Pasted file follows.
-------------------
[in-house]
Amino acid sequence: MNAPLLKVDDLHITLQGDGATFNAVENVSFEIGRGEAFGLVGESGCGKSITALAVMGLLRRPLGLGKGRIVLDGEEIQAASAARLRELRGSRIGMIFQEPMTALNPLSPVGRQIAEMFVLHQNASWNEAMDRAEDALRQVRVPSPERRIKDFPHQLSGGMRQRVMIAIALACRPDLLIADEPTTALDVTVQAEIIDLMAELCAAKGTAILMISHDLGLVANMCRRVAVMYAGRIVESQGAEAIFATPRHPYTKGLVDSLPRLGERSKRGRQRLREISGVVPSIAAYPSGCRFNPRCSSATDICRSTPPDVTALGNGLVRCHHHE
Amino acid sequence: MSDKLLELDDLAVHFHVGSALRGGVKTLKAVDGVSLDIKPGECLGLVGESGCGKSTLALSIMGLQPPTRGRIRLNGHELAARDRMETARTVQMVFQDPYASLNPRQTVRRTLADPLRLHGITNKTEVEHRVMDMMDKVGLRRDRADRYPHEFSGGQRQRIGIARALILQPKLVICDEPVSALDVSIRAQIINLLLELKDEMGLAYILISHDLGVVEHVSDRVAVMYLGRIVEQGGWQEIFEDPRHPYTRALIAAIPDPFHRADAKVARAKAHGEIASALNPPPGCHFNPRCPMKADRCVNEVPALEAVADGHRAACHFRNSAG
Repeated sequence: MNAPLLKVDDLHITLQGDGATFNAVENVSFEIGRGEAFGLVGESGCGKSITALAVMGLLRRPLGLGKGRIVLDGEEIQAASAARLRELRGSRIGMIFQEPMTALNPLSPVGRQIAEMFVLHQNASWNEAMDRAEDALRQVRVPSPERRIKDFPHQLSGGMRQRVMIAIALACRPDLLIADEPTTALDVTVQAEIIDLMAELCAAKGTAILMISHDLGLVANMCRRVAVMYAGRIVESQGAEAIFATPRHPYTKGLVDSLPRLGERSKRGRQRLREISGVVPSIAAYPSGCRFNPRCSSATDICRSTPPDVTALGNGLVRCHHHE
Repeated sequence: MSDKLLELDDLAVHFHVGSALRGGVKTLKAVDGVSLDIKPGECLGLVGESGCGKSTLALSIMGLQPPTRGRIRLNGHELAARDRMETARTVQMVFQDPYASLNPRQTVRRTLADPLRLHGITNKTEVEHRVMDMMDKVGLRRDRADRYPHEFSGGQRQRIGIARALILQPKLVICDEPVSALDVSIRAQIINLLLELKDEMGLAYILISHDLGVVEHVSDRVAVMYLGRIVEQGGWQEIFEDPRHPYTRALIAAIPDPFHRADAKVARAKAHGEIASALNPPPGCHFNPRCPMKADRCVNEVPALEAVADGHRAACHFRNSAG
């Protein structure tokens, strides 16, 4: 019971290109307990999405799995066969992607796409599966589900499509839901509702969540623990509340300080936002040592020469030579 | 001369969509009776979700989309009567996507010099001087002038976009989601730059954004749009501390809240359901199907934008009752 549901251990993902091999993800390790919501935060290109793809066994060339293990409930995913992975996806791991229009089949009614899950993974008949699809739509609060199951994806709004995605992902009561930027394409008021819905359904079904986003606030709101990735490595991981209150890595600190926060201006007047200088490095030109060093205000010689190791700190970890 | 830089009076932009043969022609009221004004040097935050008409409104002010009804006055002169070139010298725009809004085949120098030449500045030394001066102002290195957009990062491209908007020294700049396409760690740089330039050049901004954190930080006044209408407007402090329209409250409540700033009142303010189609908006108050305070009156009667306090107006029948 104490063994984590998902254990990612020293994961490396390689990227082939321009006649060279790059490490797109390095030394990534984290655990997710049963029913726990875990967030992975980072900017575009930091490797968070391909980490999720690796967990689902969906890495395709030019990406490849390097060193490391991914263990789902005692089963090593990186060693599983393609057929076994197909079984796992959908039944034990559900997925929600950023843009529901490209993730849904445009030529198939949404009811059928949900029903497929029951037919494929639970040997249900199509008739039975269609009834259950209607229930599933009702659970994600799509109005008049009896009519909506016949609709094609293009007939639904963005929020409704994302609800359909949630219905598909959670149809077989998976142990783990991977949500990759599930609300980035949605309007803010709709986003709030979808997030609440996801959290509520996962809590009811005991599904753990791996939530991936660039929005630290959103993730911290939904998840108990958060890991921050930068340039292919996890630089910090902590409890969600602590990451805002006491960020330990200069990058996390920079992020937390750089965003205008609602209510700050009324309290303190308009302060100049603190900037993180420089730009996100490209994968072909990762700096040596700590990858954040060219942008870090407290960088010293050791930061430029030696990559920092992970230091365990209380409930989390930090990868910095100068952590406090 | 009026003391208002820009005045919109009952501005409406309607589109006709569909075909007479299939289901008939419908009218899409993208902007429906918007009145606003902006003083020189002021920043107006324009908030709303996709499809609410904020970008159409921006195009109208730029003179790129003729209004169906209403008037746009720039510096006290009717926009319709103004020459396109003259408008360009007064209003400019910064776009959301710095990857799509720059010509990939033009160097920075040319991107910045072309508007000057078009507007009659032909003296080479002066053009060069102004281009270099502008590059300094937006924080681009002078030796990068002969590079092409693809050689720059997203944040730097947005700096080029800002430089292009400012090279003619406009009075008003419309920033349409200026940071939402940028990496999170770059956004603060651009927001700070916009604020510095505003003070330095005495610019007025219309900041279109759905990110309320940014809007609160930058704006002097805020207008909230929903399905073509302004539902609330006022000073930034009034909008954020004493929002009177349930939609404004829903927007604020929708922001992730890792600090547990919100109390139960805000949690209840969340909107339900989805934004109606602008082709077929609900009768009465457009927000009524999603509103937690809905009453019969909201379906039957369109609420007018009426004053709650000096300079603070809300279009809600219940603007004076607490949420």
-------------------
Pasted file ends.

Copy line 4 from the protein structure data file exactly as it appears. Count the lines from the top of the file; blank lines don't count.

Repeated sequence: MNAPLLKVDDLHITLQGDGATFNAVENVSFEIGRGEAFGLVGESGCGKSITALAVMGLLRRPLGLGKGRIVLDGEEIQAASAARLRELRGSRIGMIFQEPMTALNPLSPVGRQIAEMFVLHQNASWNEAMDRAEDALRQVRVPSPERRIKDFPHQLSGGMRQRVMIAIALACRPDLLIADEPTTALDVTVQAEIIDLMAELCAAKGTAILMISHDLGLVANMCRRVAVMYAGRIVESQGAEAIFATPRHPYTKGLVDSLPRLGERSKRGRQRLREISGVVPSIAAYPSGCRFNPRCSSATDICRSTPPDVTALGNGLVRCHHHE